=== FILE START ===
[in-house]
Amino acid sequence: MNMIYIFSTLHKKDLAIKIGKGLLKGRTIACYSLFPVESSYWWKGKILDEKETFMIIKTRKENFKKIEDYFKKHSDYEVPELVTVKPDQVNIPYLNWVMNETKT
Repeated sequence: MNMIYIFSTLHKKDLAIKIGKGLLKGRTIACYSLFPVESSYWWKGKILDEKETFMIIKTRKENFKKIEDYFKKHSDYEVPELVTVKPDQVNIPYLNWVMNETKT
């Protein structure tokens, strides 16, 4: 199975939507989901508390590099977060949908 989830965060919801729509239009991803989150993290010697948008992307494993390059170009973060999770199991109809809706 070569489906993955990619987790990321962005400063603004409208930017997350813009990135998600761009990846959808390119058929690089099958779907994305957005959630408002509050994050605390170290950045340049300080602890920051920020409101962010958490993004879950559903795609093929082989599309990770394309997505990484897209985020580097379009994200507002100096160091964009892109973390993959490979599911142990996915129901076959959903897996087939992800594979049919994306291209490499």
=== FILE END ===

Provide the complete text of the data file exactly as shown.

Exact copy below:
[in-house]
Amino acid sequence: MNMIYIFSTLHKKDLAIKIGKGLLKGRTIACYSLFPVESSYWWKGKILDEKETFMIIKTRKENFKKIEDYFKKHSDYEVPELVTVKPDQVNIPYLNWVMNETKT
Repeated sequence: MNMIYIFSTLHKKDLAIKIGKGLLKGRTIACYSLFPVESSYWWKGKILDEKETFMIIKTRKENFKKIEDYFKKHSDYEVPELVTVKPDQVNIPYLNWVMNETKT
């Protein structure tokens, strides 16, 4: 199975939507989901508390590099977060949908 989830965060919801729509239009991803989150993290010697948008992307494993390059170009973060999770199991109809809706 070569489906993955990619987790990321962005400063603004409208930017997350813009990135998600761009990846959808390119058929690089099958779907994305957005959630408002509050994050605390170290950045340049300080602890920051920020409101962010958490993004879950559903795609093929082989599309990770394309997505990484897209985020580097379009994200507002100096160091964009892109973390993959490979599911142990996915129901076959959903897996087939992800594979049919994306291209490499």